2016 proved to be a tough year for LG that was highlighted by underwhelming performances by its G5 and V20 devices. The company made a valiant effort this year with the LG G6, but it failed to impress buyers over the competition. Now the company is back with the LG V30, and it’s pulling no punches in trying to grab your attention away from competitors.
The LG V-series has always been full of excellent phones that failed to get the attention they deserved. The staple of the line was and still is content creation, but this time LG has taken a slightly different approach.
The LG V30 ditches the gimmicky second screen found on the V10 and V20, as well as swapping the somewhat boring utilitarian design for something that impresses across the board. The metal and glass design that debuted on the G6 has made its way to the V30, but this time with refinements that make it even better. For one, the glass up front is now curved, adding to the “bezel-less” illusion. Further, the front bezels have been swapped to black on all models, a very wise decision on LG’s part.
In the hand, this is a massive phone, but it certainly doesn’t feel as big as the 6-inch display would suggest. That’s thanks to the 18:9 aspect ratio and thin bezels. The curves added to the phone extend to the side rails, and I noticed that this made the phone feel a bit slicker in the hand compared to the G6.
Software-wise, the LG V30 isn’t all that different from the G6. The same skin is in place, but it feels a bit cleaner to me at first glance thanks to the bigger canvas. The “second screen” has been replaced with a floating bar in the software which works a lot like Samsung’s apps edge. It certainly seems like a handy tool for accessing some functions quickly, and it’s also easier to use than the second screen. It’s unfortunate, though, that it’s not always-on like the second screen could be on previous devices.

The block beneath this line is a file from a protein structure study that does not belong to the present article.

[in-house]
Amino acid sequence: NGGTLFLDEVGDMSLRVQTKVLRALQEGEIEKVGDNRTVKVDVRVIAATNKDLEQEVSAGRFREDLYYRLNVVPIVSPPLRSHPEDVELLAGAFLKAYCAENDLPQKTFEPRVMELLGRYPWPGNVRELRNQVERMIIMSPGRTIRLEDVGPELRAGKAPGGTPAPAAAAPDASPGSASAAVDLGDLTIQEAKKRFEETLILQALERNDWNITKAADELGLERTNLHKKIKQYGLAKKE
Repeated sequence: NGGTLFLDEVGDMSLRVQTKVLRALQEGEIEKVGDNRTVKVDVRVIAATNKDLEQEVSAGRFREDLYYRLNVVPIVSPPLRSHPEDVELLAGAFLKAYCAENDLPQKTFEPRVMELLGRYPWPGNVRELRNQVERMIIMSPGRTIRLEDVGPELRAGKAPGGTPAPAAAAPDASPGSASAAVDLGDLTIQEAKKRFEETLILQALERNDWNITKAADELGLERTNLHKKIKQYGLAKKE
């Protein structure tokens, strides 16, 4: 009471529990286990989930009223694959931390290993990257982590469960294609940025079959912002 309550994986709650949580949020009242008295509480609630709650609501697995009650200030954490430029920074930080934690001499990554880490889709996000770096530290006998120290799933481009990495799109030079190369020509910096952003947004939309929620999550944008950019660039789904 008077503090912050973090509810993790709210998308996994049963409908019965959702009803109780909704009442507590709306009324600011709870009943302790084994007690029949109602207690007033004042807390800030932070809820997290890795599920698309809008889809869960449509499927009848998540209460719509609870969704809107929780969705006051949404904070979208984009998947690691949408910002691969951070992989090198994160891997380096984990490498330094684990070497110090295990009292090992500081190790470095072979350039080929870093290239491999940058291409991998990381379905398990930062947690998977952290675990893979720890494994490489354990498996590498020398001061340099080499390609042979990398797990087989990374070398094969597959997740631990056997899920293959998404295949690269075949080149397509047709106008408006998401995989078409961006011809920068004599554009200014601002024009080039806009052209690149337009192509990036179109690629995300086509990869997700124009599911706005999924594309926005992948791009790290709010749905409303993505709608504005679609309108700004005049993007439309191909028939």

LG’s camera on the V30 is also nothing short of impressive, at least at first glance. I’ve yet to have the chance to take any photos from the phone to another display, but on the phone, they look stunning thanks to that revamped 16MP sensor and its astounding f/1.6 aperture.
The camera app itself is also wonderful to use and the vibrations from the new Immersion motor feel great within the app.
So far I’ve been pretty impressed with the V30 and it’s living up to what my expectations. As of now, I can easily say that it’s going to be an option worth considering alongside the competition. If previous rumors of a price tag near $700 turn out to be true, it’s well worth it.
Obviously, there’s still a lot more to test out with the phone which we’ll be doing over the next couple of weeks leading up to our full review. For a more detailed run down on the V30’s specifications and features, check out the phone’s announcement.
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